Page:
“Death Knell” Doctrine Applies to PAGA Representative Actions.
Miranda v. Anderson Enterprises, Inc. (October 15, 2015) 241 Cal.App.4th 196
As a condition of his employment, Plaintiff signed an arbitration agreement with a class and collective action waiver. Plaintiff brought a wage and hour class action, including a claim under the Labor Code Private Attorneys General Act of 2004 (PAGA). The trial court, ruling before the California Supreme Court decided Iskanian v. CLS Transp. Los Angeles, LLC (2014) 59 Cal.4th 348, granted Defendant’s petition to dismiss Plaintiff’s class and representative claims and compel his individual claims to arbitration. Iskanian, of course, held that PAGA claims could not be compelled to arbitration. In Miranda, the court of appeal held that the “death knell” doctrine, which provides an exception to the one final judgment rule where a court orders a plaintiff to dismiss class claims and pursue individual claims only, applies to PAGA representative actions, as well. In so doing, the appellate court was able to rule on the arbitration order, which generally is not appealable.[i]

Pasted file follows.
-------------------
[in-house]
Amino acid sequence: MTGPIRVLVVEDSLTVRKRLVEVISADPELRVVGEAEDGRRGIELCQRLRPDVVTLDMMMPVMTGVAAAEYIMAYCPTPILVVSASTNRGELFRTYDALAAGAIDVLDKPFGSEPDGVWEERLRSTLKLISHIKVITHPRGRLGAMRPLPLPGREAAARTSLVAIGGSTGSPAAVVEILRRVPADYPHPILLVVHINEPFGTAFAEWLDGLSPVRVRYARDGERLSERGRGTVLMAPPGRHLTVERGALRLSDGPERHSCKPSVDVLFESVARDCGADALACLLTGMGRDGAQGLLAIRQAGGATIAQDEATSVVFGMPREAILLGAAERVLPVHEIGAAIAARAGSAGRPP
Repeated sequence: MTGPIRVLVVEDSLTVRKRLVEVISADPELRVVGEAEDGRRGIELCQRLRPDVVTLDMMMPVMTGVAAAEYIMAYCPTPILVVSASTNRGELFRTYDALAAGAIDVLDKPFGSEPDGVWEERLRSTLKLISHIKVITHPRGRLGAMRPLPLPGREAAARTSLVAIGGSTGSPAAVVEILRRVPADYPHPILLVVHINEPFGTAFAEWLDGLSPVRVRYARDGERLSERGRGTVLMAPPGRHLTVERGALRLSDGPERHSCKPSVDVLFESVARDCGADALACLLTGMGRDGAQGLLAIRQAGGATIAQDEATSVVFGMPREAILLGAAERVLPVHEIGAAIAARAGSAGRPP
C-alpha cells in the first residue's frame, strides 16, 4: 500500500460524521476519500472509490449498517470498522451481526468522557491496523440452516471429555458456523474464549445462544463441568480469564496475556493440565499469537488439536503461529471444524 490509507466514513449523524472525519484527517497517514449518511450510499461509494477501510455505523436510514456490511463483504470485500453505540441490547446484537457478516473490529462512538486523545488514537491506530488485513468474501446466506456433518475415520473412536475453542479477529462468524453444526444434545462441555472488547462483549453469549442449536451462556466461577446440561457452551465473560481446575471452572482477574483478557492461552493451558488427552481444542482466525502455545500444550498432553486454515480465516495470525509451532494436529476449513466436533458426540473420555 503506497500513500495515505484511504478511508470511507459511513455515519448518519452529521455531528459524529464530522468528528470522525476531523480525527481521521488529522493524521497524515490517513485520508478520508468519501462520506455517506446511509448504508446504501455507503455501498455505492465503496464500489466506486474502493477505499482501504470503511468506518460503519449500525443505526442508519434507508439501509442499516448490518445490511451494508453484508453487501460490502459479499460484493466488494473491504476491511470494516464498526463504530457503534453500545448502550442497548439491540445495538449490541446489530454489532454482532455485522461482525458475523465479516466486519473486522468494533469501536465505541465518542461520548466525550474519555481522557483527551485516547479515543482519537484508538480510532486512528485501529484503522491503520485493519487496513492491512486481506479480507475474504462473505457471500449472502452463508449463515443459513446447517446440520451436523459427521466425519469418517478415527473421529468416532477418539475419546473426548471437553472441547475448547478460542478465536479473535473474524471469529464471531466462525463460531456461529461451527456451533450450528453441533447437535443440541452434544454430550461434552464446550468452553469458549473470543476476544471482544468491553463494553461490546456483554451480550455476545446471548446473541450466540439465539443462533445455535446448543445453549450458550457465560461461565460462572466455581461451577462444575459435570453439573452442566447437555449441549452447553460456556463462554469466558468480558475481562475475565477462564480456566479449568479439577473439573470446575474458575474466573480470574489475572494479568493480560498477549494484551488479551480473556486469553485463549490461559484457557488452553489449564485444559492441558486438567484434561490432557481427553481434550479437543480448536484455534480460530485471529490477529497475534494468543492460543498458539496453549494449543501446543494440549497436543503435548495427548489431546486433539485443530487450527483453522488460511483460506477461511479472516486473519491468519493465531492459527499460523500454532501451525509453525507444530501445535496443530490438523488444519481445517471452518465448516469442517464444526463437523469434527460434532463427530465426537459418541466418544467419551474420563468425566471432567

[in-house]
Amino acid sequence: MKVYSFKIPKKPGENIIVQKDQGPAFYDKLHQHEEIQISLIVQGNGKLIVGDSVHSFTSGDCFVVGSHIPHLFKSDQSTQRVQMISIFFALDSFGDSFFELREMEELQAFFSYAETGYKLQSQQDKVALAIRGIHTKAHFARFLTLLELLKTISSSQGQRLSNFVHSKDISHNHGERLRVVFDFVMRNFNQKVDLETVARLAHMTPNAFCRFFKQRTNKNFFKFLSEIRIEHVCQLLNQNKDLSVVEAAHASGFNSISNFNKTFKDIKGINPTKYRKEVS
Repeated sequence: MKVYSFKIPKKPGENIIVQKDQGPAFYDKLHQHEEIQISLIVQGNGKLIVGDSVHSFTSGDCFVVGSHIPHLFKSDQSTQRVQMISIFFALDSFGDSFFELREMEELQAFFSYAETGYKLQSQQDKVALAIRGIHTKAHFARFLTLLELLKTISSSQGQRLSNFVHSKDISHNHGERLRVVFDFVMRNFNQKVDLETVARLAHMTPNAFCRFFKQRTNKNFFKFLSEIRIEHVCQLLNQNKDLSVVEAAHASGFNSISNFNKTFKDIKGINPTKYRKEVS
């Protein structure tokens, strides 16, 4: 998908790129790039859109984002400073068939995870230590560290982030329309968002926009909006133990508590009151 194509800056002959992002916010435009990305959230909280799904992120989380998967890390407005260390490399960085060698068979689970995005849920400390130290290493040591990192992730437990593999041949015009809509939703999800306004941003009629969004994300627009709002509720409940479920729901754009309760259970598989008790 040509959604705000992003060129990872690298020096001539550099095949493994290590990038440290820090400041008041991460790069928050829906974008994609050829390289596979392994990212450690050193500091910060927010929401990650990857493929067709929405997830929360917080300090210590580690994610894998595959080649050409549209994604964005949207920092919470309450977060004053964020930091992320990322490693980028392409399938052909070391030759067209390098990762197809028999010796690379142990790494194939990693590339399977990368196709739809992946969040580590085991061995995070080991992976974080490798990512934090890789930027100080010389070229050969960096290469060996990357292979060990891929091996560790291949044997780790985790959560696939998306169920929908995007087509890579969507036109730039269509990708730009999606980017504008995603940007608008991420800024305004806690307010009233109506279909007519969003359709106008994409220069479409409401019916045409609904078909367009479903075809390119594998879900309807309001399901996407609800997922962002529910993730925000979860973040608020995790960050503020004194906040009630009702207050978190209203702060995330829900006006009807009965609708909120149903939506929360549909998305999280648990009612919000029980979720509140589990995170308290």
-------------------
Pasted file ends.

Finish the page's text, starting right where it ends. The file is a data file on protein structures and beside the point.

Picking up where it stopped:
The court of appeal relied on the analysis in Muñoz v. Chipotle Mexican Grill, Inc., (2015) 238 Cal.App.4th 29 to bolster its conclusion that substantively there is no difference in applying the rationale of the death knell doctrine – that without the prospect of a significant recovery, there is little incentive to see an individual action through to the end and then appeal denial of a court order – to PAGA representative actions.
[i] Nelson v. Legacy Partners Residential, Inc. (2012) 207 Cal.App.4th 1115, 1121; but see Aleman v. Airtouch Cellular (2012) 209 Cal.App.4th 556, 585; and Franco v. Athens Disposal Co., Inc. (2009) 171 Cal.App.4th 1277, 1288.